stress hormones

  1. Drug-tainted pork on the menu

    The feds are ticked off at nations around the world that refuse to buy U.S. pork -- but if you knew what was really in "the other white meat," you wouldn't go near it either.

    Up to 80 percent of U.S. pigs are given a drug called ractopamine hydrochloride, a beta antagonist that mimics stress hormones, to help make them up to 10 percent meatier.

    It even works, too -- when it doesn't kill them first. This drug is the number two cause of death on factory farms, second only to the slaughterhouse blade itself.

    Since 1999, at least 218,000 pigs have been killed by the drug... that we know of. The factories count themselves lucky if they can catch the sick pigs before they actually die--even if it means dragging pigs that are so sick they can't even walk into the slaughterhouse.

    And before you go thinking, "poor pigs," think about what this means for YOU! Not only are you unknowingly eating the meat of sick and dying animals, you're also eating traces of the drug that nearly killed them.

    The feds say not to worry, a little ractopamine won't cripple you the way it does the pigs. But what do they know? It's not like there are actual studies proving it's safe. And even though the company that makes the drug did include one whole human study in its safety assessment, it involved just six people, and one of them suffered such severe heart symptoms he had to withdraw!

    And we expect to sell this junk to other nations? It's a crime we're feeding it to ourselves! Any country that refuses U.S. pork isn't being difficult or even anti-American. They're being SMART.

    You don't have to give up chops and ribs if you want to be smart yourself -- just make sure your pork is organic.

  2. Affection beats infection

    Affection beats infection

    I've written in the past about the healing power of love and close relationships, but some new studies point to an even more dramatic effect these kinds of intimacies can have on your health. Here's the first bit of news: According to research conducted by scientists from Ohio State University, a happy, low-conflict marriage can speed the healing of injuries and wounds by as much as 40%!

    The study, published in the Archives of General Psychiatry, focused on 84 married subjects whose ages ranged from 22 to 77. In each, identical blisters were raised on their arms using a vacuum pump. The researchers found that couples with higher levels of marital hostility healed from these wounds at an average rate of 60% as quickly as those who enjoyed smoother matrimonial sailing.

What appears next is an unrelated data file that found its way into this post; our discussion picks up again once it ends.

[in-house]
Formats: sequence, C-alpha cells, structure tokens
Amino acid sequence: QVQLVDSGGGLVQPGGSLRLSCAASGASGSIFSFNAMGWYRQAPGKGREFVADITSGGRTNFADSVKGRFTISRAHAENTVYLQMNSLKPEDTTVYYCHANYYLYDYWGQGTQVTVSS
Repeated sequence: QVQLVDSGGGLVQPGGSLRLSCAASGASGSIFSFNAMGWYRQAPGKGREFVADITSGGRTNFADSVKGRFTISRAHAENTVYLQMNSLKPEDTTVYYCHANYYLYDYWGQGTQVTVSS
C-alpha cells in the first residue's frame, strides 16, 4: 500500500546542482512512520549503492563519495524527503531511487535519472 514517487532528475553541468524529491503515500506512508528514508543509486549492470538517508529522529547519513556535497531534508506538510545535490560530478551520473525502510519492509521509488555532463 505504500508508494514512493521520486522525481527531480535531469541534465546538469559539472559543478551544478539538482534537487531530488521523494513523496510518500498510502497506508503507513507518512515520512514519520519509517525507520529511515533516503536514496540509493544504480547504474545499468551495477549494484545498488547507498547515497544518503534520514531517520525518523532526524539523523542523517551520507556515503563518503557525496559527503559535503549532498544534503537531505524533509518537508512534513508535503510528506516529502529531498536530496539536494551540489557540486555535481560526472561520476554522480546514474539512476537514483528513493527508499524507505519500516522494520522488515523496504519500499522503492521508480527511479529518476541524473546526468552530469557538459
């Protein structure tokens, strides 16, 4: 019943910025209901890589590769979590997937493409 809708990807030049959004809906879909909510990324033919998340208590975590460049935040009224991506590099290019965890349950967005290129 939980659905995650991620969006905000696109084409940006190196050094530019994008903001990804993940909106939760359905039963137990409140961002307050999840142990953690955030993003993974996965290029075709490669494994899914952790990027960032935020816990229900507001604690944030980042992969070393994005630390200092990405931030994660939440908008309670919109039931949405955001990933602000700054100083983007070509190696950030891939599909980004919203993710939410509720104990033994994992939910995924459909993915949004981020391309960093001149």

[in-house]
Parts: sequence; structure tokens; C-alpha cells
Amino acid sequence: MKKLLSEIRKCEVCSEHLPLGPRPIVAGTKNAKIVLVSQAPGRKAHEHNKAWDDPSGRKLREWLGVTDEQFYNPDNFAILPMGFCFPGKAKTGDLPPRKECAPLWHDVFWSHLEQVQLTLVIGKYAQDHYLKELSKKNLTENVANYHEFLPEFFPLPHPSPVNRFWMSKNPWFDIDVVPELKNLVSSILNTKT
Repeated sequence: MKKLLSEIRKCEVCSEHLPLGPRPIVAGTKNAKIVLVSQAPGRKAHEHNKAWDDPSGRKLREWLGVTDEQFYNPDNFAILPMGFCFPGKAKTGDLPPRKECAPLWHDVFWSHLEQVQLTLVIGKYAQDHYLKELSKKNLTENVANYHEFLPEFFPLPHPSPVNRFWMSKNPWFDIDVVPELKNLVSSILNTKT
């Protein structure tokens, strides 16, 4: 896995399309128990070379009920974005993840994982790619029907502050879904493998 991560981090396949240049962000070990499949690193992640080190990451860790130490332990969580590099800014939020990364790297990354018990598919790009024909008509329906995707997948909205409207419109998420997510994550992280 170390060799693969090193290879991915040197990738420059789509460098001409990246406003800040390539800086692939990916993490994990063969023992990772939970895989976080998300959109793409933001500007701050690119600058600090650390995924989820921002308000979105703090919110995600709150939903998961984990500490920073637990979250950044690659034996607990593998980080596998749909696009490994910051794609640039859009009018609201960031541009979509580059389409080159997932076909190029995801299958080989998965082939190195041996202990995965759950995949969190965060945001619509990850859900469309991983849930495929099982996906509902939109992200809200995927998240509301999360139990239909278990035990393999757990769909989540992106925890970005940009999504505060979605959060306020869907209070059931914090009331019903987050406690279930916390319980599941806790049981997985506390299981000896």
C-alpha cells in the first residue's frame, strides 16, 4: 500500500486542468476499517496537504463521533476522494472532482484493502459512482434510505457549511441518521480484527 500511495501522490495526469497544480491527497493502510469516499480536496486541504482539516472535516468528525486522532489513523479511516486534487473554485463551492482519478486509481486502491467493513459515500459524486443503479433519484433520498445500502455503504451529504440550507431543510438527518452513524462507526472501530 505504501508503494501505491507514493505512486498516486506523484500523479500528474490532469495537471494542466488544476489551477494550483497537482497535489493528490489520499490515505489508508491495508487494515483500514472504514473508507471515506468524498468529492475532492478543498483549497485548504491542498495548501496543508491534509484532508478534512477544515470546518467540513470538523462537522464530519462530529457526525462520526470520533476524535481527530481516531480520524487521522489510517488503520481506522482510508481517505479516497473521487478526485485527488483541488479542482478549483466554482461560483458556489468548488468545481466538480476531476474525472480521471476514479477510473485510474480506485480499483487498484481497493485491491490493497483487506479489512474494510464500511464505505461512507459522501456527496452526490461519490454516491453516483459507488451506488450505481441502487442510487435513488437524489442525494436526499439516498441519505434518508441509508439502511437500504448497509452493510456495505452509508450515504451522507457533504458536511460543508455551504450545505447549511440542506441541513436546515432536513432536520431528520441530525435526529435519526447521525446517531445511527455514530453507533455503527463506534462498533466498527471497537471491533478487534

The study also measured higher levels of residual cytokines - proteins produced by white blood cells that initially spur healing, but can become harmful if systemically prevalent in the blood - in couples that were feuding instead of canoodling. These cytokines have been linked to a host of age-related diseases, including cardiovascular disease, osteoporosis, arthritis, and even certain cancers.

    In further news that love is a life-and-death boon to your health, UK scientists from the University of Birmingham claim they've found evidence suggesting that happily married folks - especially couples in their golden years - fight flu better than their lovelorn counterparts. According to a BBCNews.com article, the British research focused on 180 volunteers over age 65. Their findings revealed that higher levels of flu-fighting antibodies were present in the blood of the matrimonially blissful than in those who were widowed, divorced, or unhappily married. Looks like all we need instead of the worthless, hazardous flu vaccine they dole out every year is a good dose of marital harmony.

    But this isn't all that's new on the affection-as-medicine front

    Cuddling your way to heart health

    Have you ever noticed that "huggy" couples seem happier and healthier?

    Well, there's a reason for that, according to some University of North Carolina researchers. They studied the stress response and hormone levels of 38 couples before and after having them watch an excerpt from a romance film and share a 20-second hug.

    As it turns out, this scientist-induced "happy moment" resulted in a lowering of stress hormones like cortisol and norepinephrine and a spike in oxytocin, a hormone associated with love (especially the motherly, nurturing kind). The result of these combined reactions lowered blood pressure and reduced stress in the test's subjects.

    According to the study's authors, these hormonal benefits to cardiac health are likely what's responsible for the statistical boost in longevity and overall health that longtime marriage confers - and also the root of why divorce is linked to higher mortality rates.

    So if you want a healthy ticker for yourself and your spouse, scoop her up (or him, for you ladies) and dole out a big old dose of "snuggle medicine" every day. This type of "prescription" is the kind you can safely take multiple times a day, all year 'round.

    Prescribing "snugs" over drugs,

    William Campbell Douglass II, M.D.

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